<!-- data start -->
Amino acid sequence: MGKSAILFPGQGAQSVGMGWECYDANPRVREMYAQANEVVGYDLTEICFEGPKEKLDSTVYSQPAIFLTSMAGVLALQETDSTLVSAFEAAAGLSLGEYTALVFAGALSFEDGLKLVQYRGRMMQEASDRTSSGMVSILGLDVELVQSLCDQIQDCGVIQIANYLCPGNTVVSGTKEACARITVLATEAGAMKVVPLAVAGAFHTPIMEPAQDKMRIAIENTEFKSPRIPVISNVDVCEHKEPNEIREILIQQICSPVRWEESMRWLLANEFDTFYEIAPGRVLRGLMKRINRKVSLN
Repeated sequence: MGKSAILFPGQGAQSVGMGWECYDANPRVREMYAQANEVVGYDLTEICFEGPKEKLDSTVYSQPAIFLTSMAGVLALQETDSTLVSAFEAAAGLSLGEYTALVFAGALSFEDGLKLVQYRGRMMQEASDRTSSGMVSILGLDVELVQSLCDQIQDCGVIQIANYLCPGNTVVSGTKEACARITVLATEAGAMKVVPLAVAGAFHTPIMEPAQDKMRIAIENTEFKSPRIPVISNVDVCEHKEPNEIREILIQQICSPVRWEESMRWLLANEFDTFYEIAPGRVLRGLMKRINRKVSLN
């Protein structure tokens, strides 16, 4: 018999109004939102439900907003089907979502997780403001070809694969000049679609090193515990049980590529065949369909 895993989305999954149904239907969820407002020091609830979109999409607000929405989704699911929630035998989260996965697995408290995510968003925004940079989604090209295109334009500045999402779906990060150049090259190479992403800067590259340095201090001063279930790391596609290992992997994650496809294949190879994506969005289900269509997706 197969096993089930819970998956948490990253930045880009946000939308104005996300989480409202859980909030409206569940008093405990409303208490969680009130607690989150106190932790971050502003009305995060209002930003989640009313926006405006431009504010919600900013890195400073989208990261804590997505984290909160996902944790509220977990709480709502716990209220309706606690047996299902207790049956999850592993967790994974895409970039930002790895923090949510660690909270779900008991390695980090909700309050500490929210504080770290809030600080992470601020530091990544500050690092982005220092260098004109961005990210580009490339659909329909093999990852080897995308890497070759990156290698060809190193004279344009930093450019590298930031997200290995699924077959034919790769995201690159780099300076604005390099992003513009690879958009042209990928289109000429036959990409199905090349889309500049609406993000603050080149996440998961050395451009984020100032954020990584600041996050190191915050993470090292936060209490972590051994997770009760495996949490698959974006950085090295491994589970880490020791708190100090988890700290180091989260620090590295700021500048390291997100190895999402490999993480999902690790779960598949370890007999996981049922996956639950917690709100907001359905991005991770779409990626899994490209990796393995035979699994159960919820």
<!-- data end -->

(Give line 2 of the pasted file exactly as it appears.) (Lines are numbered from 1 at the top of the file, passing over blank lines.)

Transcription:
Repeated sequence: MGKSAILFPGQGAQSVGMGWECYDANPRVREMYAQANEVVGYDLTEICFEGPKEKLDSTVYSQPAIFLTSMAGVLALQETDSTLVSAFEAAAGLSLGEYTALVFAGALSFEDGLKLVQYRGRMMQEASDRTSSGMVSILGLDVELVQSLCDQIQDCGVIQIANYLCPGNTVVSGTKEACARITVLATEAGAMKVVPLAVAGAFHTPIMEPAQDKMRIAIENTEFKSPRIPVISNVDVCEHKEPNEIREILIQQICSPVRWEESMRWLLANEFDTFYEIAPGRVLRGLMKRINRKVSLN